Trainees need the opportunity to present their work to their peers coherently and intelligently. Instruction in, and mastery of, skills in effective oral presentation of data are as important as laboratory skills because of the integration and self-critique of data and the reasoning required. Such presentations are critical for success regardless of how one’s scientific training is applied. These in-house research seminars are organized by the Associate Director together with the Program Coordinator, where two trainees present 25-minute talks followed by 5-minute discussions. This series gives each trainee an opportunity to present his or her work, both in progress and when nearing completion, to an audience of their fellow postdoctoral fellows, LCCC faculty, graduate students, and research staff. The series also provides interdisciplinary networking among the trainees and other LCCC fellows. Since ITCMS-supported trainees continue to be a part of the program during their entire duration of postdoctoral training at the LCCC, they continue to participate in this seminar series. During the past year, due to COVID-19 restrictions on in-person gatherings, the format changed to virtual 30-minute presentations by a single trainee. While this format has retained the lively discussions characteristic of the in-person seminars, we plan to transition back to in-person seminars when it is appropriate.
This half-day event was established specifically in response to reviewer concerns, that the Program “provides career guidance for a full range of career options, including industry”. It was designed specifically to facilitate trainee career development, in particular for non-academic research career paths. The NCI has stressed that academic research positions will not be an option for a majority of postdoctoral fellows ( The recognition that PhD-trained researchers now have many non-academic career options provides the rationale for this symposium ( From formal surveying of ITCMS trainees, the career positions of the highest interest are used to guide the choice of speakers for the symposium. The Director and Associate Director provide speaker recommendations to the Postdoctoral Fellows Committee, who make the final recommendations and invited the selected speakers. Begun in 2017, each symposium has involved three outside invited speakers, and the event is open to all LCCC predoctoral and postdoctoral fellows. The evening prior to the symposium, members of the PFC have dinner with the speakers. On the day of the symposium, the speakers spend the morning with individual ITCMS faculty. The event begins with lunch for all ITCMS trainees. The formal session involves a 30-minute presentation by each speaker, followed by a panel Q & A session with all three speakers. The event ends with each speaker in separate rooms holding informal discussions, with ITCMS trainees given the choice of which speaker they would like to meet. In 2020, due to COVID-19, the format changed to a three-week one-hour virtual presentation series with one speaker each week, where the speaker presented a 30-minute talk followed by a 30-minute Q&A session moderated by the Associate Director.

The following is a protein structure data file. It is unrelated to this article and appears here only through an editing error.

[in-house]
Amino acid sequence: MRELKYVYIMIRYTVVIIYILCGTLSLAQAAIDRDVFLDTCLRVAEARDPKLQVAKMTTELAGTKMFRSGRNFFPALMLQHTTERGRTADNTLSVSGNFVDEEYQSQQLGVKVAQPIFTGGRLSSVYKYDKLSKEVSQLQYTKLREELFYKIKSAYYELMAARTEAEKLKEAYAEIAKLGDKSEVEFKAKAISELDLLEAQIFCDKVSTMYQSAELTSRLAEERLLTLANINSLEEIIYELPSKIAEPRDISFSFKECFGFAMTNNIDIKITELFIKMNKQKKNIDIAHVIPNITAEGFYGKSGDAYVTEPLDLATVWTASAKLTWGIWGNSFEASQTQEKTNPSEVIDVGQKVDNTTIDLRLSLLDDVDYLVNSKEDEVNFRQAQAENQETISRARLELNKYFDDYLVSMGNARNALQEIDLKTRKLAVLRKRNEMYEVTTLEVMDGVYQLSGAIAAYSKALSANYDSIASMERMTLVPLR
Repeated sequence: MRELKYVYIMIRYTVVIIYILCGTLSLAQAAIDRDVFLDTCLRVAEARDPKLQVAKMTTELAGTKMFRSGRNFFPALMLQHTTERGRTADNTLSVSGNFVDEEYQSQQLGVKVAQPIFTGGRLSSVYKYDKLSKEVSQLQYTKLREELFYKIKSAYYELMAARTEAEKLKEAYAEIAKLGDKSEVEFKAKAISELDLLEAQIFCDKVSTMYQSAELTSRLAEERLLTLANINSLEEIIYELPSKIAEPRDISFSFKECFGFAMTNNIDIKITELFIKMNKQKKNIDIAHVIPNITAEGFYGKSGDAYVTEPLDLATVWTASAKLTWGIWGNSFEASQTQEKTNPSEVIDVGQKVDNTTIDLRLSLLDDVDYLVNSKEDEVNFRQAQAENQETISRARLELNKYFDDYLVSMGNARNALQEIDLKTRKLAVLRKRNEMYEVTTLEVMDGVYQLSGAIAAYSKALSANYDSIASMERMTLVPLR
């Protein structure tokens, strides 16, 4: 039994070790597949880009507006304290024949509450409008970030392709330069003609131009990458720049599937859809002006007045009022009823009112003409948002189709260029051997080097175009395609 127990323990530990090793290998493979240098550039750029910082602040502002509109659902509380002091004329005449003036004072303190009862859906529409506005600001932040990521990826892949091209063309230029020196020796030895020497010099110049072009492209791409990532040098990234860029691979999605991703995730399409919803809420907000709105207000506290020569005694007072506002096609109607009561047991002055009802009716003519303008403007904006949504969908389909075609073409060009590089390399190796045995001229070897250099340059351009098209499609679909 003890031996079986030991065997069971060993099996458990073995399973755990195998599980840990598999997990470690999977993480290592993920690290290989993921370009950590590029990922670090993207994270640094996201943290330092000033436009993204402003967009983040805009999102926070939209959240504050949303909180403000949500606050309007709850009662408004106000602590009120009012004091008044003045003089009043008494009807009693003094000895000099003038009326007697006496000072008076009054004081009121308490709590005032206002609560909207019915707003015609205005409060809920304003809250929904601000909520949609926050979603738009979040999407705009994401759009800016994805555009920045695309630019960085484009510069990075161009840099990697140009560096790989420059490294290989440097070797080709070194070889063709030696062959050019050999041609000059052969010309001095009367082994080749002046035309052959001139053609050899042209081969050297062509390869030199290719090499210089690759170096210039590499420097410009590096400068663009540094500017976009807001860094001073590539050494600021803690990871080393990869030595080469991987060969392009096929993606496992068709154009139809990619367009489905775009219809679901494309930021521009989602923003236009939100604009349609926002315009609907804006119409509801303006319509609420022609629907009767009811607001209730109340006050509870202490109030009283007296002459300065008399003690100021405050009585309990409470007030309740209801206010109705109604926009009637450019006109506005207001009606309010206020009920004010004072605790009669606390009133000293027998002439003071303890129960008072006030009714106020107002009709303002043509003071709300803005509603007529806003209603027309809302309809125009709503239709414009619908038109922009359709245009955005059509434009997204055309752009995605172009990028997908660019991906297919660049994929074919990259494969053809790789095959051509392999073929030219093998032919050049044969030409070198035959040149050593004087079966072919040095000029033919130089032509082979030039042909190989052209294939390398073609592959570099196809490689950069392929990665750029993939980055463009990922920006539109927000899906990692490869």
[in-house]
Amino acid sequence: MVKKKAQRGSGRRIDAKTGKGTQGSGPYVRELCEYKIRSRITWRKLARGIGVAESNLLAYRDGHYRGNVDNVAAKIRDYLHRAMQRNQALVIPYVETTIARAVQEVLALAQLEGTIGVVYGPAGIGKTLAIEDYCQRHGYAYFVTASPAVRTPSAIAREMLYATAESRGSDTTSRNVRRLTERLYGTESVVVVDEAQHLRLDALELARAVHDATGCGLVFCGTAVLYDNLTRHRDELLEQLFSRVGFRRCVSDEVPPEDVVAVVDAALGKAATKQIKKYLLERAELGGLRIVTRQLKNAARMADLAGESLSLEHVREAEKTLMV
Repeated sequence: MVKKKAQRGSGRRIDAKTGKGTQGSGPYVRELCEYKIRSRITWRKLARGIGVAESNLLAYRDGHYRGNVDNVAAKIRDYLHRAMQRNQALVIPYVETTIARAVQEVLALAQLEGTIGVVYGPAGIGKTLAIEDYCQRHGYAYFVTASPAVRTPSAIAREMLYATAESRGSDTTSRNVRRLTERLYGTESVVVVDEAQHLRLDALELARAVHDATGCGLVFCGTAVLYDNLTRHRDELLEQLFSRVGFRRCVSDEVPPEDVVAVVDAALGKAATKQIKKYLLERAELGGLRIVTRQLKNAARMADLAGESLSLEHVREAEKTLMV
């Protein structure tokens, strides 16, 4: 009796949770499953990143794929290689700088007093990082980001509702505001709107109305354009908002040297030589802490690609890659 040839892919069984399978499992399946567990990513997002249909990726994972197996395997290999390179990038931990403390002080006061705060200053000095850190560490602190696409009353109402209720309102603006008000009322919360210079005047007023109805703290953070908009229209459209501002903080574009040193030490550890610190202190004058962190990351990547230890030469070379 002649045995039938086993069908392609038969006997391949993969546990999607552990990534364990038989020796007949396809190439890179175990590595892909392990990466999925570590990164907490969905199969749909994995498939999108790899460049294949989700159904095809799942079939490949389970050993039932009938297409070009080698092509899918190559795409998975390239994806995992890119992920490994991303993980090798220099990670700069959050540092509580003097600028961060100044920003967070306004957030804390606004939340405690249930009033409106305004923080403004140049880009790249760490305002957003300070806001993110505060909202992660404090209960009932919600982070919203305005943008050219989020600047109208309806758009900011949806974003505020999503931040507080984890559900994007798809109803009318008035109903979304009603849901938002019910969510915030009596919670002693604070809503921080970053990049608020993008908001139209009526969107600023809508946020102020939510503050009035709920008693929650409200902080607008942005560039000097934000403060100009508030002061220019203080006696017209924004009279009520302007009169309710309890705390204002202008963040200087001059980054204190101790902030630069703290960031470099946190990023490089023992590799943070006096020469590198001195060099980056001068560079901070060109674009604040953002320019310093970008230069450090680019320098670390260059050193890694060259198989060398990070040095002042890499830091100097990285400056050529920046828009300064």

ITCMS Director’s Career Symposium
2020 (Virtual)
Lola Rahib, PhD Director, Scientific and Clinical Affairs at Cancer Commons Foundation research (previously data researcher at the Pancreatic Cancer Action Network)
Steven D. Cappell, PhD Stadtman Investigator, NCI Laboratory of Cancer Biology and Genetics NCI intramural researcher (former UNC PhD trainee)
Roman Camarda, PhD Analyst, Aquilo Capital Management LLC Investments in the biotechnology sector
Christine Ardito-Abraham, PhD Research Medical Liaison, Amgen Medical liaison